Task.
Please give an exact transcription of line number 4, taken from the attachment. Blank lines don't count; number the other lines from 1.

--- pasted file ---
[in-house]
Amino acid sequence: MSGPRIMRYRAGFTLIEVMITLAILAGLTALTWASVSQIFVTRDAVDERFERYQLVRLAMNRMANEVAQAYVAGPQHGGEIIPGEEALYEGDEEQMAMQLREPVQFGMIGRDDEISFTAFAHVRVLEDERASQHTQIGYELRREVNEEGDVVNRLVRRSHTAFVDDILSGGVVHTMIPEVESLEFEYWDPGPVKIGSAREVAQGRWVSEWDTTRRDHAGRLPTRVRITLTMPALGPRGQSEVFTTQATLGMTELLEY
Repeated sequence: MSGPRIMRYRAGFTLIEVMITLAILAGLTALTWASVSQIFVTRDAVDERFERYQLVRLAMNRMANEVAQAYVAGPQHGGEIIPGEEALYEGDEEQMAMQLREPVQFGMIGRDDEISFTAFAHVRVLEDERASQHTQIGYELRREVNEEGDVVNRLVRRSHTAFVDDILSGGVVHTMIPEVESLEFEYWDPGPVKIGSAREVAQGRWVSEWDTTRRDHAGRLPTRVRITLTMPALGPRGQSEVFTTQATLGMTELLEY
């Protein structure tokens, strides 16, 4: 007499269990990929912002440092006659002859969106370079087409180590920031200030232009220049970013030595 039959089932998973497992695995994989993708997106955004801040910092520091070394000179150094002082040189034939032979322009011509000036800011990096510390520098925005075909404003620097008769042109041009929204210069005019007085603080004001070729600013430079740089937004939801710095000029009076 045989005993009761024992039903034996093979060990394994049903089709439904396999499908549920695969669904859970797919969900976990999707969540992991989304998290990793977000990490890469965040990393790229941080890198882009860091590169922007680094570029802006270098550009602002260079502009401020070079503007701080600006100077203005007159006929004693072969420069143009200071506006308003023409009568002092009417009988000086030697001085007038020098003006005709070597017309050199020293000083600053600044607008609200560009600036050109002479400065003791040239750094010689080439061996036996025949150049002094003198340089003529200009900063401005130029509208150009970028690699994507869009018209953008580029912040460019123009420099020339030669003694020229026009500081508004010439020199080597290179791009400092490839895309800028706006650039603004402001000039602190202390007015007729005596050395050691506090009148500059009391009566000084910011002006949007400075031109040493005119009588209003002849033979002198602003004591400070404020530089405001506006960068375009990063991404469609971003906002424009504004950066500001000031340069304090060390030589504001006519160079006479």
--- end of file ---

């Protein structure tokens, strides 16, 4: 007499269990990929912002440092006659002859969106370079087409180590920031200030232009220049970013030595 039959089932998973497992695995994989993708997106955004801040910092520091070394000179150094002082040189034939032979322009011509000036800011990096510390520098925005075909404003620097008769042109041009929204210069005019007085603080004001070729600013430079740089937004939801710095000029009076 045989005993009761024992039903034996093979060990394994049903089709439904396999499908549920695969669904859970797919969900976990999707969540992991989304998290990793977000990490890469965040990393790229941080890198882009860091590169922007680094570029802006270098550009602002260079502009401020070079503007701080600006100077203005007159006929004693072969420069143009200071506006308003023409009568002092009417009988000086030697001085007038020098003006005709070597017309050199020293000083600053600044607008609200560009600036050109002479400065003791040239750094010689080439061996036996025949150049002094003198340089003529200009900063401005130029509208150009970028690699994507869009018209953008580029912040460019123009420099020339030669003694020229026009500081508004010439020199080597290179791009400092490839895309800028706006650039603004402001000039602190202390007015007729005596050395050691506090009148500059009391009566000084910011002006949007400075031109040493005119009588209003002849033979002198602003004591400070404020530089405001506006960068375009990063991404469609971003906002424009504004950066500001000031340069304090060390030589504001006519160079006479």